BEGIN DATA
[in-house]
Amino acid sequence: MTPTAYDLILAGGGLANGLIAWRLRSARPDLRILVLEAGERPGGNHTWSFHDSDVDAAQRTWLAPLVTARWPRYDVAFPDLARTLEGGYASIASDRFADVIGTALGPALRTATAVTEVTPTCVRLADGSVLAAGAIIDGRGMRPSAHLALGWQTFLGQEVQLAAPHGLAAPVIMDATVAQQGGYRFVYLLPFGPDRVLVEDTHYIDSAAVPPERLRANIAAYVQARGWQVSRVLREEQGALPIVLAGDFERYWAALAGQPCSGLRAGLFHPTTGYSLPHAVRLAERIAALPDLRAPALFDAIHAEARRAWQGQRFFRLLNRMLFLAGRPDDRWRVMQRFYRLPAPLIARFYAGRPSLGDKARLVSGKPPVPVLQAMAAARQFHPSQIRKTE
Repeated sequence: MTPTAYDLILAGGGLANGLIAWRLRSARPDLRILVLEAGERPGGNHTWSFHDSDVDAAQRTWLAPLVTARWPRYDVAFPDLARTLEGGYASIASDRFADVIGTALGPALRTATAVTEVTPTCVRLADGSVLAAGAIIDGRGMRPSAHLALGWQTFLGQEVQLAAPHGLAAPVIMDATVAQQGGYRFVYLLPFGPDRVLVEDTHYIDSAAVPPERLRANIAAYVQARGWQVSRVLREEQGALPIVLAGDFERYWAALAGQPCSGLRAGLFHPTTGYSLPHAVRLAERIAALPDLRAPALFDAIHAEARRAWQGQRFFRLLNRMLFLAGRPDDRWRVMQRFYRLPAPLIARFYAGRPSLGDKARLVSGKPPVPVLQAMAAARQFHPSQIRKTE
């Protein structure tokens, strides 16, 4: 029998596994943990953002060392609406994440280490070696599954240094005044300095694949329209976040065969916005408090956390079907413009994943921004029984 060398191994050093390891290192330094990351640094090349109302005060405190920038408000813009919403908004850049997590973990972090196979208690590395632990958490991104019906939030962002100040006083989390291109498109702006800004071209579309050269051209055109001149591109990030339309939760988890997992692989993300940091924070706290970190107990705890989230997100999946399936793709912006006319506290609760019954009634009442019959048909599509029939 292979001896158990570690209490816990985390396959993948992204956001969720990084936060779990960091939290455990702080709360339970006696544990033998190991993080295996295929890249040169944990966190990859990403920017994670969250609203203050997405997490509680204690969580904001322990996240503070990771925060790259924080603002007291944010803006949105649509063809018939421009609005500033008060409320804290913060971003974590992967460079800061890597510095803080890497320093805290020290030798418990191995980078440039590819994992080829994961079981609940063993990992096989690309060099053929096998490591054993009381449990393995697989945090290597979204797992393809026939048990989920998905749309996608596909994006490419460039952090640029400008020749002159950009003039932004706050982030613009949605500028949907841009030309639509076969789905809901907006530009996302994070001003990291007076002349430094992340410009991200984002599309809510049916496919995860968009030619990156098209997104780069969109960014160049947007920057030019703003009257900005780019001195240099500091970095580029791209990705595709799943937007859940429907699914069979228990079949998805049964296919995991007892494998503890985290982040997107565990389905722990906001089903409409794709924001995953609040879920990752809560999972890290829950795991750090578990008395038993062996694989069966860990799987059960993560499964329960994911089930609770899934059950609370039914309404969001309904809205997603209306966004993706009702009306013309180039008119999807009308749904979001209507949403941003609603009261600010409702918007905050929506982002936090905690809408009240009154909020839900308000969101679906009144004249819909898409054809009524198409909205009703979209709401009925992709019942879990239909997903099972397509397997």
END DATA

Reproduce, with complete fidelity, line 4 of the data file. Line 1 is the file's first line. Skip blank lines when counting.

């Protein structure tokens, strides 16, 4: 029998596994943990953002060392609406994440280490070696599954240094005044300095694949329209976040065969916005408090956390079907413009994943921004029984 060398191994050093390891290192330094990351640094090349109302005060405190920038408000813009919403908004850049997590973990972090196979208690590395632990958490991104019906939030962002100040006083989390291109498109702006800004071209579309050269051209055109001149591109990030339309939760988890997992692989993300940091924070706290970190107990705890989230997100999946399936793709912006006319506290609760019954009634009442019959048909599509029939 292979001896158990570690209490816990985390396959993948992204956001969720990084936060779990960091939290455990702080709360339970006696544990033998190991993080295996295929890249040169944990966190990859990403920017994670969250609203203050997405997490509680204690969580904001322990996240503070990771925060790259924080603002007291944010803006949105649509063809018939421009609005500033008060409320804290913060971003974590992967460079800061890597510095803080890497320093805290020290030798418990191995980078440039590819994992080829994961079981609940063993990992096989690309060099053929096998490591054993009381449990393995697989945090290597979204797992393809026939048990989920998905749309996608596909994006490419460039952090640029400008020749002159950009003039932004706050982030613009949605500028949907841009030309639509076969789905809901907006530009996302994070001003990291007076002349430094992340410009991200984002599309809510049916496919995860968009030619990156098209997104780069969109960014160049947007920057030019703003009257900005780019001195240099500091970095580029791209990705595709799943937007859940429907699914069979228990079949998805049964296919995991007892494998503890985290982040997107565990389905722990906001089903409409794709924001995953609040879920990752809560999972890290829950795991750090578990008395038993062996694989069966860990799987059960993560499964329960994911089930609770899934059950609370039914309404969001309904809205997603209306966004993706009702009306013309180039008119999807009308749904979001209507949403941003609603009261600010409702918007905050929506982002936090905690809408009240009154909020839900308000969101679906009144004249819909898409054809009524198409909205009703979209709401009925992709019942879990239909997903099972397509397997």